13. screamin eagle

    screamin eagle Poster Extraordinaire

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    Highlighting that change from the b7th of Dm to the III of G is important on a lot of levels. But you can take it one step further also. The v7(minor 5 dominant 7) can sub. for a Dominant tonic chord, and vi7 subs as a Major tonic.
     
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  14. RLee77

    RLee77 Friend of Leo's

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    I'm learning a lot from this thread... definitely need to get a better understanding of the theory behind it all. My problem is that I've started/stopped so many different methods partway through; I need to pick a path of learning and stick with it.
     
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  15. ndcaster

    ndcaster Poster Extraordinaire

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    it's all related to spelling chords

    simply assign roman numerals to notes in the C major scale:

    C = I, D = ii, E = iii, F = IV, G = V, A = vi, B = vii(dim)

    now put roman numerals to C major scale chords:

    CEG = I
    CEGA = I(6)

    DFA = ii
    DFAC = ii7

    EGBD = III7

    FAC = IV
    FAbC = iv

    GBD = V
    GBDF = V7

    ACE = vi
    ACEG = vi7

    BDF = vii
    BDFAb = vii7

    if you look at the spellings of those chords, you see that some chords share notes with totally different chords -- like, I(6) has the same notes as vi7, just in a different order! and there are bits of chords in other chords

    these are called "common tones" and are important for

    a) voice leading, i.e. to make smooth connections between chords

    b) substitution, i.e. substituting one chord for another, often with additional adjustments (sharp, flat) in some of the chord tones to create more tension, i.e. a tendency to move strongly toward the next chord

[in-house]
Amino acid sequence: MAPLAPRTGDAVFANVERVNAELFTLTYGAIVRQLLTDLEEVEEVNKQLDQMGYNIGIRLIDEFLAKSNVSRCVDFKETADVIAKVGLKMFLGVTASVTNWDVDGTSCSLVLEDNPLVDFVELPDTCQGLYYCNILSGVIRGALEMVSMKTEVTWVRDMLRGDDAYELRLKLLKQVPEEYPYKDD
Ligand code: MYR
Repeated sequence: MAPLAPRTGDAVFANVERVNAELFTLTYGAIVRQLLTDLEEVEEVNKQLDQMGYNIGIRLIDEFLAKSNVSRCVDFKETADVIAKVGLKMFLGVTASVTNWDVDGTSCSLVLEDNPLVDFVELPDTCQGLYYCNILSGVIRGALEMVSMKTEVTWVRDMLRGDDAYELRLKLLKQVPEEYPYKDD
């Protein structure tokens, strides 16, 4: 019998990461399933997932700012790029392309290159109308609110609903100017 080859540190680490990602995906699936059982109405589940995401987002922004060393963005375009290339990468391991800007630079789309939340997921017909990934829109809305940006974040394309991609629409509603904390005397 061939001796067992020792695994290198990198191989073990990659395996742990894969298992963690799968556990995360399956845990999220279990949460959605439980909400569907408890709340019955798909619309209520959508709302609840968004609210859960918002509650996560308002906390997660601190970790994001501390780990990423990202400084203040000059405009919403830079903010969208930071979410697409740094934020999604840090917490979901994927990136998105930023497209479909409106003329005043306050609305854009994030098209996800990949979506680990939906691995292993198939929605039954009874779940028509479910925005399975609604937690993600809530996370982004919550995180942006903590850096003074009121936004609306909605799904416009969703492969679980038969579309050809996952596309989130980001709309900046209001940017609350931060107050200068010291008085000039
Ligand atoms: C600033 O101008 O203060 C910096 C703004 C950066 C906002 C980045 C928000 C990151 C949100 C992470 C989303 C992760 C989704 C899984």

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  16. mrspag

    mrspag Tele-Meister

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    I've been using the CAGED technique to play over changes for many years. Basically another way of describing what's already been discussed in this thread about knowing the triads and chord shapes around the neck and then knowing the pentatonic or scale of choice that matches the shape. You also need to know the notes on the neck for this to be effective.

    To this day, one of things that I struggle with when playing over changes is knowing the next chord change ahead of time. I play lead guitar in a country cover band and it always amazes me how the information needed for me to solo over changes is locked away and sometimes I can't get to it.

    I have no problems switching between the chords when playing rhythm guitar, singing, or doing little lead fills during the verse. Yet, when its time for a solo I regularly struggle with hitting the chord changes. I find that I can't lose myself into the feeling if I have to worry about the chord changes.

    So, I usually do licks along with the chord shapes the first time through the progression, kind of like paying homage to the progression and maybe lead melody line. Then, if theres another progression I'll just open up and stick to the key of the song where I find it much easier to really get expressive and melodic with the lead.
     
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  17. ndcaster

    ndcaster Poster Extraordinaire

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    great post, honest and true

    when it's go time, the tendency is to say ok time to *feel* and jam out

    a better strategy for a song you haven't played 1,000 times is to say the next chord silently in your head a few beats before the band gets there -- at least, it lets my brain work on that while the rest of my brain is free to create